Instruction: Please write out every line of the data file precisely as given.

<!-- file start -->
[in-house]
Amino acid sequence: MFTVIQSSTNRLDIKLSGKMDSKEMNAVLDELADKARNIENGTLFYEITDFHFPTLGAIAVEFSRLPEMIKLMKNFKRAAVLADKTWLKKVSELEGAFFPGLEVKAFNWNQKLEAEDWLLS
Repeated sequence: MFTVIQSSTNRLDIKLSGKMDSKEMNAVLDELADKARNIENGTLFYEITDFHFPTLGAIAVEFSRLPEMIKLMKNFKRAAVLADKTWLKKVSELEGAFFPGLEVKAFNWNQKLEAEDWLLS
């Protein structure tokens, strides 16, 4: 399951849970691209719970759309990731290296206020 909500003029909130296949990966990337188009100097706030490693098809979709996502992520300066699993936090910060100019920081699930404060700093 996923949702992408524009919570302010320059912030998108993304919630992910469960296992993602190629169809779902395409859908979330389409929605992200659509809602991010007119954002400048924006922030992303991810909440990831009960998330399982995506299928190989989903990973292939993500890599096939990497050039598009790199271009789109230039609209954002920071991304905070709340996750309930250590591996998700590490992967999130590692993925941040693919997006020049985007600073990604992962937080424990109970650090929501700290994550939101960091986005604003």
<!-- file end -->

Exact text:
[in-house]
Amino acid sequence: MFTVIQSSTNRLDIKLSGKMDSKEMNAVLDELADKARNIENGTLFYEITDFHFPTLGAIAVEFSRLPEMIKLMKNFKRAAVLADKTWLKKVSELEGAFFPGLEVKAFNWNQKLEAEDWLLS
Repeated sequence: MFTVIQSSTNRLDIKLSGKMDSKEMNAVLDELADKARNIENGTLFYEITDFHFPTLGAIAVEFSRLPEMIKLMKNFKRAAVLADKTWLKKVSELEGAFFPGLEVKAFNWNQKLEAEDWLLS
């Protein structure tokens, strides 16, 4: 399951849970691209719970759309990731290296206020 909500003029909130296949990966990337188009100097706030490693098809979709996502992520300066699993936090910060100019920081699930404060700093 996923949702992408524009919570302010320059912030998108993304919630992910469960296992993602190629169809779902395409859908979330389409929605992200659509809602991010007119954002400048924006922030992303991810909440990831009960998330399982995506299928190989989903990973292939993500890599096939990497050039598009790199271009789109230039609209954002920071991304905070709340996750309930250590591996998700590490992967999130590692993925941040693919997006020049985007600073990604992962937080424990109970650090929501700290994550939101960091986005604003």